From time to time it hits me just how relieved I am to have relinquished faith.
My lovely bride and I were chatting about this the other day. For years she was plagued by guilt. She tried everything she could think of to assuage, dispel, or otherwise properly deal with such guilt.
It wasn’t guilt about anything in particular, mind you. She had committed no crime, sullied no character. Guilt just kind of hung in the air, like a fog.
For me, pride and discipline comprised my personal cats-’o-nine-tails. I beat myself up over the continuing presence of these scourges on my character, my failure to meet the humility modeled by and demanded by the Savior.
Unlike my bride, I felt like I gained some ground in my personal struggles. She, unfortunately, remained plagued as ever.
And then we discovered the awful truth about Jesus, about religion. Jesus was just a guy (and maybe not even that; some say he may never have actually existed). Religion is just a man-made fill-in-the-gaps type of mental and cultural device. The Bible is just an old book, and not a particularly wonderful one at that. So we chucked god.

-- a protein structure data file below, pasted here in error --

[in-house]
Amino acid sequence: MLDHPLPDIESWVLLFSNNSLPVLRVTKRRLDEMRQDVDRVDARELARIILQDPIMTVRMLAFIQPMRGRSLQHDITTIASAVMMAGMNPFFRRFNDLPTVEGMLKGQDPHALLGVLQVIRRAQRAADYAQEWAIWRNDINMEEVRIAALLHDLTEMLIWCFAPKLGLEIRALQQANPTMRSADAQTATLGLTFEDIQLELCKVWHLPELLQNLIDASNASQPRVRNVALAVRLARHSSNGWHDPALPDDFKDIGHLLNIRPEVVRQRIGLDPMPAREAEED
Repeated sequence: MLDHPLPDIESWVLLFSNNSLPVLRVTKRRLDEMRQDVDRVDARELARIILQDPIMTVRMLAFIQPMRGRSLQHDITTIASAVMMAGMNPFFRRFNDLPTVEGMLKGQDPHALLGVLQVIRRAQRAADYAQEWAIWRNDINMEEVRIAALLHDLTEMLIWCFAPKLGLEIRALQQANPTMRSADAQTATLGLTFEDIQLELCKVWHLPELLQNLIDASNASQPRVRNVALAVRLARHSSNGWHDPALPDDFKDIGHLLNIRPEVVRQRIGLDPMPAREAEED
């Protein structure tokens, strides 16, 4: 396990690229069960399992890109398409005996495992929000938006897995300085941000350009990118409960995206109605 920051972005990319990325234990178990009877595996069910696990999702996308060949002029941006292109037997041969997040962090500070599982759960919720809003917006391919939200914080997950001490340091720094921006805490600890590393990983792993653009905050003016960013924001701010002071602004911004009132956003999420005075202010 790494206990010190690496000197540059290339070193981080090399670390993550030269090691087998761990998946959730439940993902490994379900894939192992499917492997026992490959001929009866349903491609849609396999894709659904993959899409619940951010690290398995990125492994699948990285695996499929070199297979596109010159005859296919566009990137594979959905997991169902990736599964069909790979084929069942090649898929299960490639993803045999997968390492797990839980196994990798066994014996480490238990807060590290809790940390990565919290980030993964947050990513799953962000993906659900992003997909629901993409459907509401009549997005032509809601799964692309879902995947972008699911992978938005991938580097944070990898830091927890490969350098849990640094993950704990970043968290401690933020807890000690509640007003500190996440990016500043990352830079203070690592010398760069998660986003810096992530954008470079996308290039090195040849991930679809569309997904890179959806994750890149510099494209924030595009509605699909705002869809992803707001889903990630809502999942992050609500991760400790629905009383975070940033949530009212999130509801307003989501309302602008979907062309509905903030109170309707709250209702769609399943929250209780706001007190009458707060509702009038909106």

And, God!, does that feel good! The Mrs. has not felt guilty hardly at all since then. My pride and discipline issues are less imposing, less concerning than they were before.
The relief we both feel, seven years hence, is hard to overstate. Like anything, we have adapted to our new normal and so have been desensitized to it. But like grief at a loved one lost, or laughter at the memory of an old joke, or melancholy about times past, every now and then the relief sweeps over me anew. And I am reminded of the great liberation that comes from releasing (and being released from) faith.
And it is good.